This story absolutely flooded my inbox this week, so it’s one of those that people are focused on. In fact, this story may well be a new kind of “pattern record” for people sending in the same story, as I counted about 14 emails sent it along in one form or another.  We’ll take the Reuters version of the story, since it follows the usual their usual pattern of being short and barely communicative:

So what’s the story? The British mobile phone company Vodaphone is teaming up with the German carmaker Audi to place a probe on the surface of the Moon. Why? This is where is gets more intriguing, because it’s all “part of a project to back the first privately funded moon mission.” You may also recall that SpaceX founder Elon Musk wants to send a private tourist mission to the Moon for an Apollo 8 sort of “fly around”; obviously, they’ll need a mobile phone network up there so they can play their games and take videos and snapshots of the lunar surface once they’re there. (Take note of that bit of playfulness, because it contains the seeds of one of our high octane speculations.) And surprise surprise, guess who will be launching this first cell phone tower on the Moon?

The companies are working with Berlin-based company PTScientists on the project, with a launch scheduled in 2019 from Cape Canaveral on a SpaceX Falcon 9 rocket, Vodafone said.

Now as one might imagine, I have all sorts of high octane speculations running through my head on this story(don’t worry folks, it’s a very short trip)! To start things off, one wonders if, perhaps, Mr. Musk’s launching company has some sort of equity stake in the project. If so, then what might be emerging is a kind of “space cartel” or “trust” that privately owns  or at least has a significant equity stake in the entire spectrum of technologies for space missions, including private communications. One might envision a sort of “Ma Bell of the Moon” emerging: Lunar Telephone and Telegraph or Interplanetary Telecommunications, Inc. (or would that be A.G.?)

Where my orbital speculations get really intriguing is when one considers the Moon itself, and all those strange photographs of the lunar surface taken by Soviet and American space probes, and later, of course, by Apollo. That there is a prima facie case that there is “stuff” up there seems, to me at least, fairly secure; not compelling, but at least secure enough to be entertained as a hypothesis.  Recall only that a few years ago the Japanese orbited a satellite around the Moon that was packed with all sorts of sensing equipment. They took a massive amount of pictures, of course, but only released one, which was ambivalent enough to be included in the “stuff” category. The Indians did the same, released a few more pictures, also of an ambivalent quality and which might indicate “stuff.” And then there was China’s Jade Rabbit, which also took a few pictures which indicate “stuff” (like a pyramid, perhaps?), and then released a few under some weird circumstances. Then, of course, there was the much-hyped NASA LCROSS mission to crash a probe into the south polar Lunar surface, which was supposed to be visible from the Earth, but which “fizzled,” only to reveal yet another intriguing possibility (argued almost exclusively and solely by Mr. Richard Hoagland) that the collision with the Moon had actually punched through into a “hollow area”: hence the “fizzle.”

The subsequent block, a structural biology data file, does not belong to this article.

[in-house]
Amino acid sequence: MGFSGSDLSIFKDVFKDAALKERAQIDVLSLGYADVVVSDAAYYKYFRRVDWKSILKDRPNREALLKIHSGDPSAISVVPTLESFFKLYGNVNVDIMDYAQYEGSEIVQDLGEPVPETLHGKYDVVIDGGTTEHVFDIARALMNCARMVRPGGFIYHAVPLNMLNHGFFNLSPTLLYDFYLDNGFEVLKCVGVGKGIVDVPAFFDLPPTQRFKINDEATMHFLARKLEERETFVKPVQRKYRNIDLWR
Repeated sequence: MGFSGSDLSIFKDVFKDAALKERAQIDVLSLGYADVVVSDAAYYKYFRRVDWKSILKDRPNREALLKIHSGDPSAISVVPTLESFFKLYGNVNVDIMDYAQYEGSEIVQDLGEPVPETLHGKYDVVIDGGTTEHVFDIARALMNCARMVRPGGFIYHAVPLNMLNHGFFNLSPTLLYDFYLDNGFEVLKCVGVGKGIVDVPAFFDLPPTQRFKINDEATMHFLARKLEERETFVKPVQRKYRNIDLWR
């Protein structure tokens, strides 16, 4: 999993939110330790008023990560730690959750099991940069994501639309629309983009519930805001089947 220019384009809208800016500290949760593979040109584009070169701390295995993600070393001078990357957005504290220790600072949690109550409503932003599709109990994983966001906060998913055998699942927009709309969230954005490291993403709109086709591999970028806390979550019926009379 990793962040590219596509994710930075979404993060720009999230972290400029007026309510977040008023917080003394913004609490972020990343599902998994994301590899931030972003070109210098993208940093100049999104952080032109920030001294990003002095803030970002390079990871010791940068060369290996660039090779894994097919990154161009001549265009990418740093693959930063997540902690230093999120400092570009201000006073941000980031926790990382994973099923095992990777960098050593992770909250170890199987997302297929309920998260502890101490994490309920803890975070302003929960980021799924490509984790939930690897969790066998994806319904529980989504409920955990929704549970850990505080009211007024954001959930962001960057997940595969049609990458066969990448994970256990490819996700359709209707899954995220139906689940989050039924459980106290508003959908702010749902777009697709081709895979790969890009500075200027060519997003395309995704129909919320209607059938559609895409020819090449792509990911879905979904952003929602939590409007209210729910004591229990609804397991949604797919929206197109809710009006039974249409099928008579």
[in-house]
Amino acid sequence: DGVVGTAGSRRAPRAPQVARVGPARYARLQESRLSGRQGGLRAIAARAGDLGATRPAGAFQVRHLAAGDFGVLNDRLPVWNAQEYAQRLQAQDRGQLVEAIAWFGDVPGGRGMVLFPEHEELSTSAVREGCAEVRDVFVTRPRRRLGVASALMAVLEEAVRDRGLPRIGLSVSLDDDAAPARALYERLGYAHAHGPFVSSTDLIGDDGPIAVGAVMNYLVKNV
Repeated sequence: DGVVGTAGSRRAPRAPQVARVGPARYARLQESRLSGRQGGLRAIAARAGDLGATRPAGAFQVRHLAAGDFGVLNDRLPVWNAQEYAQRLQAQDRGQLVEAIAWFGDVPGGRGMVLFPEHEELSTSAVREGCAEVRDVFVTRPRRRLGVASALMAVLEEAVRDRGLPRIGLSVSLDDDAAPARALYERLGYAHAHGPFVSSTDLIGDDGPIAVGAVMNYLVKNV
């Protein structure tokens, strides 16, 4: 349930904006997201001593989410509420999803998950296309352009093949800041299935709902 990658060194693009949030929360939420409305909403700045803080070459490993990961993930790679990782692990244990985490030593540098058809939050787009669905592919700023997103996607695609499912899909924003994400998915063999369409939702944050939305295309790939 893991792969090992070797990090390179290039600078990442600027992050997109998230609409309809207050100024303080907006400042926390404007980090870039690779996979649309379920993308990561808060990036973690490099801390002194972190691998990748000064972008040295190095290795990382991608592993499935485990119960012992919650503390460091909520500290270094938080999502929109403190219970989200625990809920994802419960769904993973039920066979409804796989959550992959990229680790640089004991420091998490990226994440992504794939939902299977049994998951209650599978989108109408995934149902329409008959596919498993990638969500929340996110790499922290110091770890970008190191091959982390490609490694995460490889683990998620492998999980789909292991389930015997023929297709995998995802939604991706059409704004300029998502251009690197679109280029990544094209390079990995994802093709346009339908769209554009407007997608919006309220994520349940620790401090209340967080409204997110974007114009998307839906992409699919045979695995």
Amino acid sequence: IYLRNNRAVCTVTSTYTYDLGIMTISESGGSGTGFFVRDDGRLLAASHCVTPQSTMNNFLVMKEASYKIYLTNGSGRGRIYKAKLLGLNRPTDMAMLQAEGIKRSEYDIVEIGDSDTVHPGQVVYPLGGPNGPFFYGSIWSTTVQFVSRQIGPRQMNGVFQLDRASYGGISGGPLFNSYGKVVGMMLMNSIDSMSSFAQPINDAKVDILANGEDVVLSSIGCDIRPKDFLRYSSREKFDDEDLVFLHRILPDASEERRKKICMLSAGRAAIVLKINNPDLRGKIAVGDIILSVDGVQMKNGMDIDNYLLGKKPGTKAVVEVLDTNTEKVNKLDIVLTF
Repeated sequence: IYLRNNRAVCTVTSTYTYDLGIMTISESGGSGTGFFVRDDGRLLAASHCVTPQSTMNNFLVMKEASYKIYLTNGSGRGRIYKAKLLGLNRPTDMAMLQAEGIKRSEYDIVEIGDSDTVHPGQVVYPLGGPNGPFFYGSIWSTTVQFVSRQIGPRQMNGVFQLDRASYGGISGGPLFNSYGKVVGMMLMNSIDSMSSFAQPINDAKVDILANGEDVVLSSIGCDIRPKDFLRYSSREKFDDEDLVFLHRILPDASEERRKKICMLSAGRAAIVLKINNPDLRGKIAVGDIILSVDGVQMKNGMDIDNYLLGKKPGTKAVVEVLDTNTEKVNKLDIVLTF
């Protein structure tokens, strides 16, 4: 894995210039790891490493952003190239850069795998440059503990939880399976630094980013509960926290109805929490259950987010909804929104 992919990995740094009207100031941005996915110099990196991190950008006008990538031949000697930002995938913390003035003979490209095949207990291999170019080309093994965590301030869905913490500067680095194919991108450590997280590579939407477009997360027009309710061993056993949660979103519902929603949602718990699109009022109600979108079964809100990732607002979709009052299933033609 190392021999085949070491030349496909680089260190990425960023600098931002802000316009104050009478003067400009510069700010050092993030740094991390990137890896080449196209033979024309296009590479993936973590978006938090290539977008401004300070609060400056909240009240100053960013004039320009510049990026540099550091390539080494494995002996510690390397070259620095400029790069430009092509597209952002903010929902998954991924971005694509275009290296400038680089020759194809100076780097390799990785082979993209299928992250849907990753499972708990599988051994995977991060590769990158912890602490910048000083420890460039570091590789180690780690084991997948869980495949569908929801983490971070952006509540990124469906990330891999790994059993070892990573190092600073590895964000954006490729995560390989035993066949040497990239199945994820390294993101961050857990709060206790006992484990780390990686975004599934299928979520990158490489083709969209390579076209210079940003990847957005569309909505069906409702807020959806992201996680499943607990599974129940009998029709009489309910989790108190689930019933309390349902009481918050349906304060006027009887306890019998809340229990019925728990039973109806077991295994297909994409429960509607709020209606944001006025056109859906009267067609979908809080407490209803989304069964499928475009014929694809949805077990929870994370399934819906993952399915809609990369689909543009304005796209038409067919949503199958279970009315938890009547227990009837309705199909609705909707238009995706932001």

What better way to prove that there might be “stuff” there than to send a private mission, and to download digital pictures “as it happens” on the internet? Of course, thatassumes there is no interdiction capability out there, and I’m not going to make that assumption. Or, conversely, what better way to make sure no one “down here” learns about what might be “up there” than to corporatize everything, and make the information proprietary? Or to put this differently: if one looks at the pattern of the contemporary space race, one sees not only the usual players all trying to get to the Moon – Russia, China, the USA, India, Japan, Europe – but one also sees corporations as new competitors against nation-states, almost as if everyone already knows what might be there, and really just wants to monopolize it.

See you on the…

…wait, I almost forgot. There is one final possibility. One so obvious and provocative, I needn’t mention it. But I suppose I should, just for the record. Mobile phone networks tend to go to places where there is already a demand for them. In short, maybe they need a Lunar network because someone is already there. If so, the presence of British and German companies and Elon Musk in the equation might be an indicator of who that someone might be.

See you on the flip side…